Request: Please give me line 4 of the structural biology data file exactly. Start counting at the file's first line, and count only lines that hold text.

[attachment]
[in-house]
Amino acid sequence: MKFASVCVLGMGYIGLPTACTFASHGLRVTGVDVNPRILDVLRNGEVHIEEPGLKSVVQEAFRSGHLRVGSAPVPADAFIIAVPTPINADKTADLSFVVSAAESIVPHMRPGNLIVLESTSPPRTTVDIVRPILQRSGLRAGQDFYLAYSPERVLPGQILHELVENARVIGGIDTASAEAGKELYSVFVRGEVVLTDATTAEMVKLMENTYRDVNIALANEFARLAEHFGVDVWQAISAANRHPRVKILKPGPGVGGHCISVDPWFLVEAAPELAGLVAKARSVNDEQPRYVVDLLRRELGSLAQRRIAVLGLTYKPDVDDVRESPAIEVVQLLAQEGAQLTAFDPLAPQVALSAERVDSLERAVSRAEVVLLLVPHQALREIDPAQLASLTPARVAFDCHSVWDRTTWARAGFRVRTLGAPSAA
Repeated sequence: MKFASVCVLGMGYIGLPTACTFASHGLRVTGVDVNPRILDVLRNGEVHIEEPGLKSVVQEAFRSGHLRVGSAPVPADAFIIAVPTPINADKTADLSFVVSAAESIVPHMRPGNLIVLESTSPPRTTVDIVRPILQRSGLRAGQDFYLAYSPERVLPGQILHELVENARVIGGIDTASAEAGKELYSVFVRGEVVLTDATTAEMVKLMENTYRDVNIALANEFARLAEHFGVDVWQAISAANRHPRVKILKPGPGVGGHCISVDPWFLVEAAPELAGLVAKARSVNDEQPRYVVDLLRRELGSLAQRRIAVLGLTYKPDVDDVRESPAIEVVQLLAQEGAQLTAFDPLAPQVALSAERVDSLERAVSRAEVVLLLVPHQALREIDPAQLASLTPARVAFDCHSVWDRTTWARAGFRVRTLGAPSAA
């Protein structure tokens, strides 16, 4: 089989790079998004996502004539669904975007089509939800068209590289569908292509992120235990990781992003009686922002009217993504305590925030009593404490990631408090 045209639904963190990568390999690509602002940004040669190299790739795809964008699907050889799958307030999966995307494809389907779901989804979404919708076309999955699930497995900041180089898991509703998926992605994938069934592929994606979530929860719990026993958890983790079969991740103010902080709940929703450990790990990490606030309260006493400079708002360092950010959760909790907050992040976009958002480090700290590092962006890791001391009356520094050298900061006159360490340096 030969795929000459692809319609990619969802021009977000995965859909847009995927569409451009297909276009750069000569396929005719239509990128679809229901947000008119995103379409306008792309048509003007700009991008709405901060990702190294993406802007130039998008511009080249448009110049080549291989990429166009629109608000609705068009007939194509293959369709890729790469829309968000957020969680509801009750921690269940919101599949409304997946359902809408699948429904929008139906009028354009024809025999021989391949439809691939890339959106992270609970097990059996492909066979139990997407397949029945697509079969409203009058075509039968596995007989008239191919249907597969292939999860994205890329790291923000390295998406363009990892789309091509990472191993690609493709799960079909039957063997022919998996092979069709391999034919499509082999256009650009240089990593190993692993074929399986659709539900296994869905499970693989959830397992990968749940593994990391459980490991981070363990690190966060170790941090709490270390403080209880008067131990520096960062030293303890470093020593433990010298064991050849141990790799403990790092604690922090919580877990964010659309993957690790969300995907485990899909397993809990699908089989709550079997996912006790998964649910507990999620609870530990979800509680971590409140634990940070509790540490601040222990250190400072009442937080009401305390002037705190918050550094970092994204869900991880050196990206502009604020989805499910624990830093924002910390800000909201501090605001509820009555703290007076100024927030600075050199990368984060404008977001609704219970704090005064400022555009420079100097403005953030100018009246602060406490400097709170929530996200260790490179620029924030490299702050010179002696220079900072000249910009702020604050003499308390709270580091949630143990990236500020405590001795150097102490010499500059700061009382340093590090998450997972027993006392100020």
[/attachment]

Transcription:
């Protein structure tokens, strides 16, 4: 089989790079998004996502004539669904975007089509939800068209590289569908292509992120235990990781992003009686922002009217993504305590925030009593404490990631408090 045209639904963190990568390999690509602002940004040669190299790739795809964008699907050889799958307030999966995307494809389907779901989804979404919708076309999955699930497995900041180089898991509703998926992605994938069934592929994606979530929860719990026993958890983790079969991740103010902080709940929703450990790990990490606030309260006493400079708002360092950010959760909790907050992040976009958002480090700290590092962006890791001391009356520094050298900061006159360490340096 030969795929000459692809319609990619969802021009977000995965859909847009995927569409451009297909276009750069000569396929005719239509990128679809229901947000008119995103379409306008792309048509003007700009991008709405901060990702190294993406802007130039998008511009080249448009110049080549291989990429166009629109608000609705068009007939194509293959369709890729790469829309968000957020969680509801009750921690269940919101599949409304997946359902809408699948429904929008139906009028354009024809025999021989391949439809691939890339959106992270609970097990059996492909066979139990997407397949029945697509079969409203009058075509039968596995007989008239191919249907597969292939999860994205890329790291923000390295998406363009990892789309091509990472191993690609493709799960079909039957063997022919998996092979069709391999034919499509082999256009650009240089990593190993692993074929399986659709539900296994869905499970693989959830397992990968749940593994990391459980490991981070363990690190966060170790941090709490270390403080209880008067131990520096960062030293303890470093020593433990010298064991050849141990790799403990790092604690922090919580877990964010659309993957690790969300995907485990899909397993809990699908089989709550079997996912006790998964649910507990999620609870530990979800509680971590409140634990940070509790540490601040222990250190400072009442937080009401305390002037705190918050550094970092994204869900991880050196990206502009604020989805499910624990830093924002910390800000909201501090605001509820009555703290007076100024927030600075050199990368984060404008977001609704219970704090005064400022555009420079100097403005953030100018009246602060406490400097709170929530996200260790490179620029924030490299702050010179002696220079900072000249910009702020604050003499308390709270580091949630143990990236500020405590001795150097102490010499500059700061009382340093590090998450997972027993006392100020």